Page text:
To help researchers navigate this large collection, archives staff in the Collections department recently created a finding aid that provides a high-level inventory of some of the collection. These materials show how Field’s sought to position itself in the marketplace over the years and respond to changing consumer preferences. Field’s kept scrapbooks of its newspaper advertisements, and an enterprising scholar would find much material for a history of twentieth-century advertising. Promotional material from the early twentieth century was often aimed at more affluent customers—the “carriage trade.” After World War II, Field’s shifted its marketing toward the burgeoning middle class.

Field’s commissioned original art for the covers of Fashions of the Hour such as this one from 1926. [Folder 14053(5)]


The home goods catalogue from spring 1967 features a then-popular fondue set. [Folder 14060 (8)]

The Dayton-Hudson Corporation owned Field’s from 1990 to 2004, as indicated here on the Winter 1996 catalogue. [Folder 14172(14)]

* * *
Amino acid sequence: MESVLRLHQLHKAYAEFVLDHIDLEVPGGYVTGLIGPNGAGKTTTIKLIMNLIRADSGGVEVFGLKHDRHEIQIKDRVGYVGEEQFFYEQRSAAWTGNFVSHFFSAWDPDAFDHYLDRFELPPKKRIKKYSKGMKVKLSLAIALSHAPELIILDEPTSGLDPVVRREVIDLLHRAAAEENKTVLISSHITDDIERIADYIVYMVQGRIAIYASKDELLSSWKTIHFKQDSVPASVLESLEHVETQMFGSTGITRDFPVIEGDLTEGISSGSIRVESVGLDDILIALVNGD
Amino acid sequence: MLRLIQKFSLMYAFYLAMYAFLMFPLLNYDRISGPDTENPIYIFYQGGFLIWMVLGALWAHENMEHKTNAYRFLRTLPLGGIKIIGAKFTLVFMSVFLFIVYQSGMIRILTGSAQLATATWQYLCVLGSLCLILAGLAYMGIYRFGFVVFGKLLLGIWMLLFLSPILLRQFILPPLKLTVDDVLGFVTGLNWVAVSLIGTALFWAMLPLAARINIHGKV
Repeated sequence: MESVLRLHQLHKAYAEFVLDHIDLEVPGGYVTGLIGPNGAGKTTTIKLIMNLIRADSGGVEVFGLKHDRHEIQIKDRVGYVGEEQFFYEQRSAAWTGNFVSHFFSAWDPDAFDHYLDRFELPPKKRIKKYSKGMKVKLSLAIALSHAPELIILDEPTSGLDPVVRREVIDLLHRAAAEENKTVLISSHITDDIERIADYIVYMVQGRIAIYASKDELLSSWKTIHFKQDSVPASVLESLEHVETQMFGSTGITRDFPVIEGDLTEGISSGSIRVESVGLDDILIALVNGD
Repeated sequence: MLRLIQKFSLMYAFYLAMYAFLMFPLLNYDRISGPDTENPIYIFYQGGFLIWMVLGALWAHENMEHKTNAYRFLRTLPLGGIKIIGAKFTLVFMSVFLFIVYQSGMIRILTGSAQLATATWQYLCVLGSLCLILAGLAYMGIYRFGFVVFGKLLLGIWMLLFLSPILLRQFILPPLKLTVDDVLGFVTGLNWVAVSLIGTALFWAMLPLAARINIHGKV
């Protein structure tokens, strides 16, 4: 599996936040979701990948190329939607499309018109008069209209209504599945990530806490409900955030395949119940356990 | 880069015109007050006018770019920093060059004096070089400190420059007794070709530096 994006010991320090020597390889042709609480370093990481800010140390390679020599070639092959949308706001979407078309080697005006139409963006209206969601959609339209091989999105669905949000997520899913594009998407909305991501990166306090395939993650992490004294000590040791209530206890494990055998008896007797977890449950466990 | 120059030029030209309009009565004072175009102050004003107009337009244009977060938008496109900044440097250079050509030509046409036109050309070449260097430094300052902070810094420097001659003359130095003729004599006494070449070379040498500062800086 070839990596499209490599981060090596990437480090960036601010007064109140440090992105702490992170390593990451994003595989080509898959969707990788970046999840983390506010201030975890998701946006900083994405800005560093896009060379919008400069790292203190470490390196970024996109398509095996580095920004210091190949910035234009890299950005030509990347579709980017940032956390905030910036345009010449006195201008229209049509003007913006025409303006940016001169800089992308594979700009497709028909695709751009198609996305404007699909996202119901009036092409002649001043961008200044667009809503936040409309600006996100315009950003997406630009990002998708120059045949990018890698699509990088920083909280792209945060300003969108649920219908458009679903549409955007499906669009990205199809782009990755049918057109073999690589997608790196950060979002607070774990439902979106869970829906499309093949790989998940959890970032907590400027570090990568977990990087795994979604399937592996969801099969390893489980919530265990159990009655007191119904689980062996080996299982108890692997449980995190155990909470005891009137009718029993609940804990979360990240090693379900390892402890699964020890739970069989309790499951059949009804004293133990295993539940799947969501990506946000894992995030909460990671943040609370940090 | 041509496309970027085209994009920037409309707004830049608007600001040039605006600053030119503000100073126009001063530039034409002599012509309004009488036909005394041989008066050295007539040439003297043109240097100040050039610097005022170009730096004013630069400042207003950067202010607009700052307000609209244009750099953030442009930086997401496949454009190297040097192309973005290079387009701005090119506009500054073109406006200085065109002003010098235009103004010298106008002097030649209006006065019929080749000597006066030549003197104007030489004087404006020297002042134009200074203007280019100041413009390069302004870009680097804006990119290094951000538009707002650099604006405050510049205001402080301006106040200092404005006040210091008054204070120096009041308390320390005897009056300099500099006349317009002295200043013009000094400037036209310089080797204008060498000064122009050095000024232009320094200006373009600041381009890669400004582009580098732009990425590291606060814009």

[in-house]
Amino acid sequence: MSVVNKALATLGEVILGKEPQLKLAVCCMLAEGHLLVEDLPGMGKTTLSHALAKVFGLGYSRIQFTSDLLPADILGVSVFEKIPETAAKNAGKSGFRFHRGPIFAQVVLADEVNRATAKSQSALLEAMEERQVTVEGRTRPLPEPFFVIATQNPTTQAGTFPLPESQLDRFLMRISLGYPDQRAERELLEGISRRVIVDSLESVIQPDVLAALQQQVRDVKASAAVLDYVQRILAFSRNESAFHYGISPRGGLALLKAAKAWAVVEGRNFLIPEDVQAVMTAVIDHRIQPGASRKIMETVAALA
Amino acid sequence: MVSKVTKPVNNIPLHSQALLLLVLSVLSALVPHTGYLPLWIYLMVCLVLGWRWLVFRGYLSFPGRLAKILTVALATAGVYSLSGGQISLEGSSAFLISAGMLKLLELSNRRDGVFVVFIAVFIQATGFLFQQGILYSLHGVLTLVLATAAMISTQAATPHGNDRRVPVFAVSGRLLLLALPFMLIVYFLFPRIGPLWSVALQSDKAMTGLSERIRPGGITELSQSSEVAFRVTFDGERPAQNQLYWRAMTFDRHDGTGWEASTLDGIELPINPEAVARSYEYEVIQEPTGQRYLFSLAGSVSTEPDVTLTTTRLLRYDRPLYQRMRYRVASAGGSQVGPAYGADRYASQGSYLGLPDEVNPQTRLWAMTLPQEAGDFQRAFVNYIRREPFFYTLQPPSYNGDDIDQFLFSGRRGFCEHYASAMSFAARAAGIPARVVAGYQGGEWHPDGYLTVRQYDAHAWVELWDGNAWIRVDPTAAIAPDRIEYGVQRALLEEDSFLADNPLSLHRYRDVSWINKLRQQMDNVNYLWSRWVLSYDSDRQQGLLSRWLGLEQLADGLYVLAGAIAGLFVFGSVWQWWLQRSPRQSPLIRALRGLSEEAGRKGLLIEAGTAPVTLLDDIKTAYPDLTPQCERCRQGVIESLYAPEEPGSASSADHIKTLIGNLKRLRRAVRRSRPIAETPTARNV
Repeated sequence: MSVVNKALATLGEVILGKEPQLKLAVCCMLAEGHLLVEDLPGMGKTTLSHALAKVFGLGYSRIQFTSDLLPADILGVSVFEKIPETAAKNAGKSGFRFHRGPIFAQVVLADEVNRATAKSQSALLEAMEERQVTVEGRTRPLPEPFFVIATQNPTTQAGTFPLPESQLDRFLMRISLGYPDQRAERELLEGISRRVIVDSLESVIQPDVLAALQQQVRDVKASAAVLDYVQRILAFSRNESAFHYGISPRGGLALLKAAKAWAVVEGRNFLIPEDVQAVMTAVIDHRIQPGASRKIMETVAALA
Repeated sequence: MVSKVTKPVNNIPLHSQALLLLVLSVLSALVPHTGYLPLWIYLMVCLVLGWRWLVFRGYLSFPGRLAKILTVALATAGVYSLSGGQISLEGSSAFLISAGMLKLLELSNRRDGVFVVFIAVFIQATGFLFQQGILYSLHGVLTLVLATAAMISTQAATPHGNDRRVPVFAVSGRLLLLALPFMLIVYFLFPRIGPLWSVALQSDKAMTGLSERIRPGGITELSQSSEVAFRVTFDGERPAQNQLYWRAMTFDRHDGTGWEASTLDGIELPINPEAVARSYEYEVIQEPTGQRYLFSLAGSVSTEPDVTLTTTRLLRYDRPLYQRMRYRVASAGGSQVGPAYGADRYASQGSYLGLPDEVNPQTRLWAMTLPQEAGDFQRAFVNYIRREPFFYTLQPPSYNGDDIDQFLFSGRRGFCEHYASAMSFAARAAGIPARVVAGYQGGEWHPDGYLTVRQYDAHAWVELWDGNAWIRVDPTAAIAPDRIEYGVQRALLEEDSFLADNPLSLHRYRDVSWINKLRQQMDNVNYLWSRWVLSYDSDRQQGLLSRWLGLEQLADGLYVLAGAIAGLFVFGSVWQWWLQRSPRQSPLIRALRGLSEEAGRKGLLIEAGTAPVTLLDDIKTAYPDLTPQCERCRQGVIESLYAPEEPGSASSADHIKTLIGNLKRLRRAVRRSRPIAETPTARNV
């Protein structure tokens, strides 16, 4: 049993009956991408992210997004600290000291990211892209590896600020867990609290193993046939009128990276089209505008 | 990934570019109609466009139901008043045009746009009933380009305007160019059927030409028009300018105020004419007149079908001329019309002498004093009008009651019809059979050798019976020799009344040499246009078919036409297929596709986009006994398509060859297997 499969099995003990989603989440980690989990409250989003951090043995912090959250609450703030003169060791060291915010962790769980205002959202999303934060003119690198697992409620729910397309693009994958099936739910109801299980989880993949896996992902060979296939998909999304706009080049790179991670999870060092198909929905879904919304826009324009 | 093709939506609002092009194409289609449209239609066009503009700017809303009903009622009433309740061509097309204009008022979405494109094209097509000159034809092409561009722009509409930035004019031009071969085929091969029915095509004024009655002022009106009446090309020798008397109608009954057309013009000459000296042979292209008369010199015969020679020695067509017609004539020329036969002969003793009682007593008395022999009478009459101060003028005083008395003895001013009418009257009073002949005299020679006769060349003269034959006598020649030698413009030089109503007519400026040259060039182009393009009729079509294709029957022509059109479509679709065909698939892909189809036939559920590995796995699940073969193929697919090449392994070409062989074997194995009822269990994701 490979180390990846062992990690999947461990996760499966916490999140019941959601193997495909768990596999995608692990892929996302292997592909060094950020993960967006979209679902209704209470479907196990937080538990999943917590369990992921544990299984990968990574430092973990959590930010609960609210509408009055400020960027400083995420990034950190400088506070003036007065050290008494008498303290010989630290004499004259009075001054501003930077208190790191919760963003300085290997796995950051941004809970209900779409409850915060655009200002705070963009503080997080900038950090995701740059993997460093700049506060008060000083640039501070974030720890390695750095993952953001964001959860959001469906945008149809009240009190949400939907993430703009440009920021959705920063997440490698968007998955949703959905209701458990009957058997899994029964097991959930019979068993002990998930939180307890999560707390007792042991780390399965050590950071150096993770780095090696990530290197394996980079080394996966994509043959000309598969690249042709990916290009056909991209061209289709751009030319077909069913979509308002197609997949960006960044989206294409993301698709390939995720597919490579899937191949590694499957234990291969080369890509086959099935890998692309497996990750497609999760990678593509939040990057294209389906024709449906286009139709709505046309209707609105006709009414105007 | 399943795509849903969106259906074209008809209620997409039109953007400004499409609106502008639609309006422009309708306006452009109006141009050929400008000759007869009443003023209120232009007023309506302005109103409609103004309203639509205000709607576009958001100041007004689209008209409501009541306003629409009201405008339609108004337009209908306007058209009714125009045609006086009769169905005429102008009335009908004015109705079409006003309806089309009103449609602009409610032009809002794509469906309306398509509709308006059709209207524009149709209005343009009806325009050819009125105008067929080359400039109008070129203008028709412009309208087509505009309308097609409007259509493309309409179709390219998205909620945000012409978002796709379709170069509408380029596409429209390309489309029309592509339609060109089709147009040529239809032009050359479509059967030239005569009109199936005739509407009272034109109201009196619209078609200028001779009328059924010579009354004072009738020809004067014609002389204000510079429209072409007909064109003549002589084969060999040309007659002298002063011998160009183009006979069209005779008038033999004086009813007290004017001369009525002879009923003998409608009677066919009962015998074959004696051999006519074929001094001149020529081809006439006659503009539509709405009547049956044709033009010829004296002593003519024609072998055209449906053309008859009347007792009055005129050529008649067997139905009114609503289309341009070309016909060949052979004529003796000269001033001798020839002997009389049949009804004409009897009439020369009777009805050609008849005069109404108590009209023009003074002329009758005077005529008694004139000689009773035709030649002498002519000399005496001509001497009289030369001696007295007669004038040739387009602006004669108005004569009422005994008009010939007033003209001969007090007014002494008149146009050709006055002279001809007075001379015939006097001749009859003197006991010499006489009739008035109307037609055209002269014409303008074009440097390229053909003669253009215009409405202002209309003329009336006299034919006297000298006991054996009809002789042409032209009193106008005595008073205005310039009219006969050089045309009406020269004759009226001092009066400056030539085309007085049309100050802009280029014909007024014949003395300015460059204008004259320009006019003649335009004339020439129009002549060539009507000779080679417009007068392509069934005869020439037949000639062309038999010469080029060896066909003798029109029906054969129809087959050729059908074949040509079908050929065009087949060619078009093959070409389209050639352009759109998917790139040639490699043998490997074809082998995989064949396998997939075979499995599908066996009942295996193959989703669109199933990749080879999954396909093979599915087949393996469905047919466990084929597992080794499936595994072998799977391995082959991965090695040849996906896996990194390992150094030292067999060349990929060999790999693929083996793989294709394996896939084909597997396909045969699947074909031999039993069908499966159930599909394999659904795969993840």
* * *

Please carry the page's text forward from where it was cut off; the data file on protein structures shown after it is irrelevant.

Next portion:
The collection contains a complete run of Fashions of the Hour, a large format magazine/catalogue that Field’s published, dating from 1916 to 1978. Press kits and press releases by the thousand are present, including those prepared for store visits by the likes of author Carl Sandburg and Prince Philip, Duke of Edinburgh. We may never see another retail giant like Field’s, but we can savor its memory through the collection.

Comments (8)

  1. My 90 year old aunt passed away and I am finding small items, for example, gold foil gift tags with the initials MF&Co. about 20 of them. are they of any interest to you? Peace

  2. This is fascinating. Is there a photo collection from Marshall Field & Company that is online? I am interested in looking through vintage photos from the State Street store, but live in Phoenix.

    1. Hi Luann, Thanks for your interest! The Museum’s digitized images related to Marshall Field’s are here or you can browse images from several Chicago institutions here.